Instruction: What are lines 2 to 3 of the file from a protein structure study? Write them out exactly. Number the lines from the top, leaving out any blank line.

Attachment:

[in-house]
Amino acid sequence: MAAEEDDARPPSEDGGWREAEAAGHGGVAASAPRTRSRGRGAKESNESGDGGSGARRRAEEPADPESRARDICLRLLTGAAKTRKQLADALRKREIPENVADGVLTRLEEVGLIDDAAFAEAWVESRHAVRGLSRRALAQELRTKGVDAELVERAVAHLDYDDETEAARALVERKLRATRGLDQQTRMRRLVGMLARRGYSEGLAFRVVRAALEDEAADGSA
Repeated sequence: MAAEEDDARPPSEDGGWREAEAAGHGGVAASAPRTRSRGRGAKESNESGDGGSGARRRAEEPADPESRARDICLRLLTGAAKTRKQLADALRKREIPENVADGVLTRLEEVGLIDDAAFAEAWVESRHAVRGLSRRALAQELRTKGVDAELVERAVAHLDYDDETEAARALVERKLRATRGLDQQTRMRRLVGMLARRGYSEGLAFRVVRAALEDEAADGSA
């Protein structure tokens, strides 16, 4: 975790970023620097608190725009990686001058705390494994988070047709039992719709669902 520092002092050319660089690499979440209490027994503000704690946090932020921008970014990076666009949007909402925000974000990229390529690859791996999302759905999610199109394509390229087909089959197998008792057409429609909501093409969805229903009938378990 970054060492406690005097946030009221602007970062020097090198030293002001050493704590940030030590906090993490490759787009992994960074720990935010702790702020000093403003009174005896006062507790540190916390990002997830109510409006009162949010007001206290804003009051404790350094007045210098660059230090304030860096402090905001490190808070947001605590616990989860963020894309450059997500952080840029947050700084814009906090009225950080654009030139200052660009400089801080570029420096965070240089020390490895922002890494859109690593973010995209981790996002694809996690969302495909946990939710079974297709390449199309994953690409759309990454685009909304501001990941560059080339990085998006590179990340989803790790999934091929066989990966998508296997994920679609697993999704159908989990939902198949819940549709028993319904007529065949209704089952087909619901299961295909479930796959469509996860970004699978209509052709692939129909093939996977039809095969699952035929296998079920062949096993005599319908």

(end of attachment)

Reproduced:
Amino acid sequence: MAAEEDDARPPSEDGGWREAEAAGHGGVAASAPRTRSRGRGAKESNESGDGGSGARRRAEEPADPESRARDICLRLLTGAAKTRKQLADALRKREIPENVADGVLTRLEEVGLIDDAAFAEAWVESRHAVRGLSRRALAQELRTKGVDAELVERAVAHLDYDDETEAARALVERKLRATRGLDQQTRMRRLVGMLARRGYSEGLAFRVVRAALEDEAADGSA
Repeated sequence: MAAEEDDARPPSEDGGWREAEAAGHGGVAASAPRTRSRGRGAKESNESGDGGSGARRRAEEPADPESRARDICLRLLTGAAKTRKQLADALRKREIPENVADGVLTRLEEVGLIDDAAFAEAWVESRHAVRGLSRRALAQELRTKGVDAELVERAVAHLDYDDETEAARALVERKLRATRGLDQQTRMRRLVGMLARRGYSEGLAFRVVRAALEDEAADGSA